Archive for March, 2009

Using an OpenLDAP directory for Thunderbird address book lookups

Friday, March 13th, 2009

I wanted thunderbird to be able to look up addresses in my OpenLDAP directory. It worked out of the box somewhat using the standard inetorgperson attributes. But i wanted to map some of my POSIX attributes so Thunderbird would recognize them and therefore there would be more information in the address book entry.

Here is a table of ldap attributes thunderbird is interested in.

This is based on a less than perfect schema that mozilla came up with.

Anyway, Thunderbird already gave me the First name(givenName), lastname(sn), displayname(cn), and email(mail) bits from each address book entry, but i wanted it to fill in the Nickname from the POSIX gecos attribute(It usually contains a little more information than just the name), so this is what had to be done on the OpenLDAP side

my DIT for this example is dc=example,dc=com and my users entries will be in ou=user

First i had to download and install the mozilla LDAP schema  from

I had to then define a new “relay” database at the botton of my slapd.conf, it looks something like this:

database                relay
suffix                  “dc=addresses”
relay                   “ou=user,dc=example,dc=com”
overlay                 rwm
rwm-suffixmassage       “ou=user,dc=example,dc=com
map attribute mozillaNickname gecos
map attribute mail *
map attribute uid *
map attribute sn *
map attribute givenname *
map attribute cn *
map attribute *

This will create a second virtual DIT called dc=addresses which will use the “real” ldap directory(ou=user,dc=example,dc=com) as a back-end. This will map the gecos to the mozilla nickname and it will now appear in the users address book entry in thunderbird, it also blocks all information except the bits that are needed like displayname, cn, givenname, sn. It would probably be advisable to apply some ACLs to this aswell just incase.

This is only an example. If you have other attributes that might fit into an address book entry then you can map them to the mozilla atrributes.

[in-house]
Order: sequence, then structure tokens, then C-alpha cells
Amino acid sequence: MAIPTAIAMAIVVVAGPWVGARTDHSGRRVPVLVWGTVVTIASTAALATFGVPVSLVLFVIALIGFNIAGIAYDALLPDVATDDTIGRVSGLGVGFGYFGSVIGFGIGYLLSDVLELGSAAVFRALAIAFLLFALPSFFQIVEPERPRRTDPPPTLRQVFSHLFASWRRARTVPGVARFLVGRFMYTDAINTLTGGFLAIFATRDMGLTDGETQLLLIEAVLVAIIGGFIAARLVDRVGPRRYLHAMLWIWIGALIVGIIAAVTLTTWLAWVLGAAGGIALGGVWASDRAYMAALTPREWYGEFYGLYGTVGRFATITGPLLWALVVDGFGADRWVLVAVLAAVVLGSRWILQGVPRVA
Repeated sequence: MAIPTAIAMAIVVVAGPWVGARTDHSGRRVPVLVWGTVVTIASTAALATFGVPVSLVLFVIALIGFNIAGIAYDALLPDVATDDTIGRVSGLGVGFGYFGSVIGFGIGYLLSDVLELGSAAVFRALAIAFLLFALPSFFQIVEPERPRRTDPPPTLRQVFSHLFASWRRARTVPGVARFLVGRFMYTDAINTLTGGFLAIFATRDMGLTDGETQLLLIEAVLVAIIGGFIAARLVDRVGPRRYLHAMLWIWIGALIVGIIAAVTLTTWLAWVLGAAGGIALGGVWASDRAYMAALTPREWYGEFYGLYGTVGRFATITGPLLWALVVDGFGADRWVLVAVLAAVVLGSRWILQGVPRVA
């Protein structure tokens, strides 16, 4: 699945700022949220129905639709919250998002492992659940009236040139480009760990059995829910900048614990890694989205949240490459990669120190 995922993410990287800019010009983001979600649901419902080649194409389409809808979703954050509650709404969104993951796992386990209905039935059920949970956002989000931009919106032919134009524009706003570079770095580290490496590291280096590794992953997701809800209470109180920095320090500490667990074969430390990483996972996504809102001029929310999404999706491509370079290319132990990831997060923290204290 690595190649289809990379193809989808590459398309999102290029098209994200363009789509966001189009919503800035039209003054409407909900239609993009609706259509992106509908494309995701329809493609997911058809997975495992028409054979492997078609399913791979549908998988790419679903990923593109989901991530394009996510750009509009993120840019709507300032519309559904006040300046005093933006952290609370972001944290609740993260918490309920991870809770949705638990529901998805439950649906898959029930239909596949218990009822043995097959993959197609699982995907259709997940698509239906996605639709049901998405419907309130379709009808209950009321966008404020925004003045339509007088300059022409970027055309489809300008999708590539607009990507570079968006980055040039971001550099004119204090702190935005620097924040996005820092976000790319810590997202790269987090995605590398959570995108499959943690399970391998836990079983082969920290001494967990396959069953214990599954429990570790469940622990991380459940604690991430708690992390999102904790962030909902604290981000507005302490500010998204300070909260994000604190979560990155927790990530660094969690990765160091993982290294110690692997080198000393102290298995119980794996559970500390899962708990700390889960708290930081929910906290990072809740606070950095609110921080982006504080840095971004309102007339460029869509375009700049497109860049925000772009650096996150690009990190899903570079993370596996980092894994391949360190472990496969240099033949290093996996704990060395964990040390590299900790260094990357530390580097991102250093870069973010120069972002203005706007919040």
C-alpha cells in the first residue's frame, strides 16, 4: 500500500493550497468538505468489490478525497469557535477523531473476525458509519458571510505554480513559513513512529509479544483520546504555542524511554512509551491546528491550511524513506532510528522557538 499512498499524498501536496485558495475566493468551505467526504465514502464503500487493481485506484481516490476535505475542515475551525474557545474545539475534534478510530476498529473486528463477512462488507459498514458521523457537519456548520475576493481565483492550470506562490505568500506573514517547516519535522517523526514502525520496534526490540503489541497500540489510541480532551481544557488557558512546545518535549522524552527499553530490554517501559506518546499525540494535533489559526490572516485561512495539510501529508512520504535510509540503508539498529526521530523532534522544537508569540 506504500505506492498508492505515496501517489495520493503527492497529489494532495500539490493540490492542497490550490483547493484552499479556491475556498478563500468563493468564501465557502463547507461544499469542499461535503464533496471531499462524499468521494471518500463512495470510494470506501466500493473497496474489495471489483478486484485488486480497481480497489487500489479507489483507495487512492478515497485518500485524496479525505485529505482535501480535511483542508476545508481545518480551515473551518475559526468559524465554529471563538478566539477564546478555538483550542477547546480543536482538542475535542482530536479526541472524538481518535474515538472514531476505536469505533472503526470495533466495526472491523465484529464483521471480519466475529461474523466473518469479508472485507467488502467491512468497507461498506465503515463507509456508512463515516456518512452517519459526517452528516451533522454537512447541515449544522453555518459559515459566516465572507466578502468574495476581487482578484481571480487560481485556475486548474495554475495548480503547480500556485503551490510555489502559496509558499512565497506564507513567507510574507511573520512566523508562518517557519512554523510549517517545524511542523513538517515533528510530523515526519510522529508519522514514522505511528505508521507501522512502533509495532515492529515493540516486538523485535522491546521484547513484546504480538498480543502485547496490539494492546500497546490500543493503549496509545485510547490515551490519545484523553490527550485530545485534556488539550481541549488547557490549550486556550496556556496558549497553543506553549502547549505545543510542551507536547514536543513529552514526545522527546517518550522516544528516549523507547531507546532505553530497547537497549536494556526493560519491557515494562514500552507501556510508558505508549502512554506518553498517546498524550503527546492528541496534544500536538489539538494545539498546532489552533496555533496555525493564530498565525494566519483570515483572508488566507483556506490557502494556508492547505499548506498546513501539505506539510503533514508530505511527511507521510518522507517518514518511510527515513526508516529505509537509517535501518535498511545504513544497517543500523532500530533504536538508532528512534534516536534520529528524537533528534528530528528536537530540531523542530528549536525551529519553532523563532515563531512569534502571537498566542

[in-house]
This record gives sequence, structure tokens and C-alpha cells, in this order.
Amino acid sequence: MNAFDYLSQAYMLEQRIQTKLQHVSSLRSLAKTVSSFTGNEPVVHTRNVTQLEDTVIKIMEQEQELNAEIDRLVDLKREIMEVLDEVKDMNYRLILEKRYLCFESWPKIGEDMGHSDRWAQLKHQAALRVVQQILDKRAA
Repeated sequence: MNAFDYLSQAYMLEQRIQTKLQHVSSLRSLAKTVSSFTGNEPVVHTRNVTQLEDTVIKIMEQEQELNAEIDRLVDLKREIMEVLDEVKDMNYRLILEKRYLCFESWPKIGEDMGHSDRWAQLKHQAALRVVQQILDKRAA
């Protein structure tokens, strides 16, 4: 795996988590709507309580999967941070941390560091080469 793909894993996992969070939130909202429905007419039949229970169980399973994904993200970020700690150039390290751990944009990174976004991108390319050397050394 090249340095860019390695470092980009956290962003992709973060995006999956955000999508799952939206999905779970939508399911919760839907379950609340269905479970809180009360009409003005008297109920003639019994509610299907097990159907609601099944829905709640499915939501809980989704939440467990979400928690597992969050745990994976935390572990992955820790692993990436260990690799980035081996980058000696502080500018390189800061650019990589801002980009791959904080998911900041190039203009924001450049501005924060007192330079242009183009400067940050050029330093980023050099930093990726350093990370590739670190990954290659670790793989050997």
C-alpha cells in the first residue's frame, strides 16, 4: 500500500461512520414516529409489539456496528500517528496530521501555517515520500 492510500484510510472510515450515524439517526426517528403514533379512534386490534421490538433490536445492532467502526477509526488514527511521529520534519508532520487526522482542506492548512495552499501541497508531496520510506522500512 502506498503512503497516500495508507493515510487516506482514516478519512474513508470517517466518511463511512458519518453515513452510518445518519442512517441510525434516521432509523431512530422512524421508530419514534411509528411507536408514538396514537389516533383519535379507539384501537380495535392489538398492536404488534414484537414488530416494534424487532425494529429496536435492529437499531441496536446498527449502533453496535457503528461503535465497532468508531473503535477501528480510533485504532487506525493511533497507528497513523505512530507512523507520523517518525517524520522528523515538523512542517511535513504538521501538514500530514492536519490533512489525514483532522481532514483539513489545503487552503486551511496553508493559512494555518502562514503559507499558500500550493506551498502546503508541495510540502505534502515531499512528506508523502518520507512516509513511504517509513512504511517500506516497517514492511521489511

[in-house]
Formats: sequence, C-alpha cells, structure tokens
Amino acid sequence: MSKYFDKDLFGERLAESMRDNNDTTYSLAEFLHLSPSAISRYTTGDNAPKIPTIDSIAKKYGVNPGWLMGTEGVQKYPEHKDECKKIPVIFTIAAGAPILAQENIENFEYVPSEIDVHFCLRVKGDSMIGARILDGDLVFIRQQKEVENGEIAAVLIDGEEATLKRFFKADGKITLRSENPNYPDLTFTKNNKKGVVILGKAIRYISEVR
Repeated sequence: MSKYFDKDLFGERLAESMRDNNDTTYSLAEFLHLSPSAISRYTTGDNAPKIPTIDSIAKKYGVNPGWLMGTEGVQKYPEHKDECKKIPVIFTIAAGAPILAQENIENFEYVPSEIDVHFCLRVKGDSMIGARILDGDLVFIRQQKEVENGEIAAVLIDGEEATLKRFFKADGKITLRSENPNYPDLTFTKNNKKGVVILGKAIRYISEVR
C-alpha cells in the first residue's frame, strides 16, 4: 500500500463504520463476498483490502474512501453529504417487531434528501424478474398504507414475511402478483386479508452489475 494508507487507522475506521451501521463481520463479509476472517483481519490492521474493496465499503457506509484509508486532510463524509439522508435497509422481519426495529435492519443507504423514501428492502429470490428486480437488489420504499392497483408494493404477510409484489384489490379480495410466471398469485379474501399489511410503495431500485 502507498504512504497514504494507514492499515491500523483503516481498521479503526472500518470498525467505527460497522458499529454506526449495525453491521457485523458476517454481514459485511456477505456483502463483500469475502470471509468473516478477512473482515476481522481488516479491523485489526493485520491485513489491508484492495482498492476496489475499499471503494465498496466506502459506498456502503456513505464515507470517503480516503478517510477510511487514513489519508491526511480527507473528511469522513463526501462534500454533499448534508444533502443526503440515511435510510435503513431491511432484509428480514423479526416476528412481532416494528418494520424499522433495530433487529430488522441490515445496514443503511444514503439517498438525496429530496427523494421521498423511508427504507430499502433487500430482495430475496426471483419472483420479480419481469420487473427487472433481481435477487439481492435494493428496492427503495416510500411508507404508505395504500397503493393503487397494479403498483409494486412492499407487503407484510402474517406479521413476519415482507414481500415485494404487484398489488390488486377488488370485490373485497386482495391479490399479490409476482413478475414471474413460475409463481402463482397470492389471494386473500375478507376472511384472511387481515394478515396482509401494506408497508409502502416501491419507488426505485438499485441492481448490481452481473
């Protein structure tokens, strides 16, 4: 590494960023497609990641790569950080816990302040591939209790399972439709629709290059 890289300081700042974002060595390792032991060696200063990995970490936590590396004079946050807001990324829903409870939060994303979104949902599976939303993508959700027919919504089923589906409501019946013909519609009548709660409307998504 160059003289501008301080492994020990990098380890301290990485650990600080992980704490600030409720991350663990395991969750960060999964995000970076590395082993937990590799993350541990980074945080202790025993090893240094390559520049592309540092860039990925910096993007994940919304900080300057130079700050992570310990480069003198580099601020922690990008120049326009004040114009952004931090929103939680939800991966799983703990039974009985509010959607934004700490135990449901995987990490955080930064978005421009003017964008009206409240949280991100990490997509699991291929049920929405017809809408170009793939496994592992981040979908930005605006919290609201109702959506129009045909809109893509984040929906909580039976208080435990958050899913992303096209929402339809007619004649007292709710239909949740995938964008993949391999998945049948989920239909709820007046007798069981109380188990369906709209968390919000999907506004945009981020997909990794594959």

Nagios SunRay Plugin

Wednesday, March 4th, 2009

I was looking around for a nagios plugin to monitor our sunray servers where I work and I couldn’t find any. So I cooked my own. check_sunray

It’s basically just a wrapper around utwho.

The mandatory arguments for the plugin are -w and -c. -w is the warning threshold for the amount of sunray sessions and -c is the critical threshold for the amount of sunray sessions.

By default it counts all logged-in sunray sessions(but not necessarily active), i.e. the output of utwho with no arguments, with the -o option it only counts active sunray sessions(eq to utwho -c) and -a counts all sessions, even non logged-in ones (eq to utwho -a)

I use nrpe to monitor my remote sunray servers so this is the definition in nrpe.conf:

command[check_sunray]=/opt/csw/libexec/nagios-plugins/check_sunray -w 10 -c 20 -o

This will raise a warning alert if the amount of active sunray sessions goes over 10 and a critical alert if the amount of active sunray sessions goes over 20.

This has only been tested with SRSS 4.1 on solaris but im pretty sure it’ll work with linux SRSS.

If anyone has any other ideas on how to monitor a sunray server leave me a comment.

Copyright © 2019 All Rights Reserved.
No computers were harmed in the 0.227 seconds it took to produce this page.